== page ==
Frederick Frye

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(Redirected from Frederick Charlwood Frye)

Frederick Charlwood Frye (1845 – 20 March 1914) was a British grocer and Liberal Party politician.[1]


In 1870 he formed the business partnership of Leverett, Frye, and Scholding, opening the first of a chain of grocery stores in Greenwich.[2] Frye took sole control of the company in 1880.[2] In 1892 the business was renamed Leverett & Frye, and by 1894, when it became a limited company, it had 50 stores in England and Ireland, concentrating on opening shops in newly developed suburbs.[3] Frye became president of the Metropolitan Grocers Association and in 1891 helped found the Federation of Grocer's Associations of the United Kingdom.[2]

Frye was a progressive employer, operating a profit-sharing scheme with his employees and was on the Radical wing of the Liberal Party. [4] He became a member of the Metropolitan Board of Works,[5] and in 1889 was elected to the first London County Council as a Progressive Party councillor representing North Kensington.[6]

He stepped down from the council at the 1892 elections, having been nominated as Liberal candidate to contest the parliamentary seat of Kensington North. He was elected at the general election held later that year, serving one term in the House of Commons as a member of parliament before losing his seat in the next general election in 1895.[1][5] His family faced financial problems in 1911.[7] In 1912 his home and all its contents were auctioned.[8]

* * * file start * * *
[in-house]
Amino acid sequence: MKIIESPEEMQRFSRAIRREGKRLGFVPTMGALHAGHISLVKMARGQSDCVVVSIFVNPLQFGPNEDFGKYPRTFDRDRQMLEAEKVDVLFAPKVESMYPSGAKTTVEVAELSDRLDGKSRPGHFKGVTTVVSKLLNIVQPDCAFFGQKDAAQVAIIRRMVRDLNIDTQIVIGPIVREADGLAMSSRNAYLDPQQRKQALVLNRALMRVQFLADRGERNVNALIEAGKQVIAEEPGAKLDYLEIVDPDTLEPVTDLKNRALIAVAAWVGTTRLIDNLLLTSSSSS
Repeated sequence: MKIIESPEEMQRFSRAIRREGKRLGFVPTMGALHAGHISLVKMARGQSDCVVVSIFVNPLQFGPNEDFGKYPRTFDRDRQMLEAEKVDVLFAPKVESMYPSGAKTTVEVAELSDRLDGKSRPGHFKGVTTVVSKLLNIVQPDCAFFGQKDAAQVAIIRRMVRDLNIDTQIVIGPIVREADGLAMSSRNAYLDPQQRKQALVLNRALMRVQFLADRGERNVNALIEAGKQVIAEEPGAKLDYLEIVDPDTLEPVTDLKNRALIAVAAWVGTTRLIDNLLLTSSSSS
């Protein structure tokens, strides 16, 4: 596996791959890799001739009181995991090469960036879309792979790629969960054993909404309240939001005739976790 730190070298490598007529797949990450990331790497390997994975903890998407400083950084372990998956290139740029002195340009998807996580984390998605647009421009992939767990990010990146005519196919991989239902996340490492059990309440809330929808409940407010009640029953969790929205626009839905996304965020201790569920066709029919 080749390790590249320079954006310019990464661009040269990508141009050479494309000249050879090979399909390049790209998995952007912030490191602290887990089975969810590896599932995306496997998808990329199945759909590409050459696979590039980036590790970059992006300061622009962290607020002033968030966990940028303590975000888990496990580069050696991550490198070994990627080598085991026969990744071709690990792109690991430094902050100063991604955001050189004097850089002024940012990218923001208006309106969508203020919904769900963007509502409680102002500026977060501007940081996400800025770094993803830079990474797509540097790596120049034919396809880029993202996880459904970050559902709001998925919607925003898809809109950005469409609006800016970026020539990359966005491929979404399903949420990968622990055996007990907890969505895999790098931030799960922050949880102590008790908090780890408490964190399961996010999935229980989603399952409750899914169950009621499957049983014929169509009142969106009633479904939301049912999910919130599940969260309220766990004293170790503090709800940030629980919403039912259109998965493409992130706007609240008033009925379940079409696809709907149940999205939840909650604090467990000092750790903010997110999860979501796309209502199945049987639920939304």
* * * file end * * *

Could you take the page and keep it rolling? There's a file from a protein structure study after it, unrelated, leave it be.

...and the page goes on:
He later became an alderman of Kensington Borough Council.[5] He retired to Worthing on the Sussex coast, where he died aged 68.[9][10]


Frye married Jane Kexia Crosbie and they had two daughters. The youngest was Katharine Frye who was born in 1878. She became an actress, suffragette and diarist.[11]


  1. ^ a b Leigh Rayment's Historical List of MPs – Constituencies beginning with "K" (part 1)
  2. ^ a b c Aubrey, J S (1910). The Grocery Trade, its History and Romance, Vol.II. London: Duckworth & Co. pp. 241–242, 261–262.
  3. ^ "No. 26344". The London Gazette. 14 October 1892. p. 5761.
  4. ^ Emy, Hugh Vincent (1973). Liberals, Radicals, and Social Politics, 1892-1914. CUP Archive. p. 50. ISBN 9780521087407. f. c. frye.
  5. ^ a b c "Wills and Bequests". The Times. 3 July 1914. p. 11.
  6. ^ "The County Councils - London Polls". The Times. 18 January 1889. p. 9.
  7. ^ "Campaigning for the Vote: Kate Parry Frye's Suffrage Diary Edited by Elizabeth C". Francis Boutle Publishers. Retrieved 21 November 2017.
  8. ^ "Campaigning for the Vote: Kate Frye And The Problem Of The Diarist's Multiple Roles". Woman and her Sphere. 7 May 2013. Retrieved 21 November 2017.
  9. ^ Register of Deaths, East Preston Registration District 1Q 1914, Vol.2b p.497
  10. ^ "No. 28846". The London Gazette. 3 July 1914. p. 5230.
  11. ^ Elizabeth Crawford, ‘ Frye, Katharine Parry (1878–1959)’, Oxford Dictionary of National Biography, Oxford University Press, Sept 2014 accessed 21 Nov 2017

For more about Frederick Frye and his family see E. Crawford (ed), Campaigning for the Vote: The Suffrage Diary of Kate Parry Frye, Francis Boutle, 2013.

External links[edit]

Parliament of the United Kingdom
Preceded by Member of Parliament for Kensington North
Succeeded by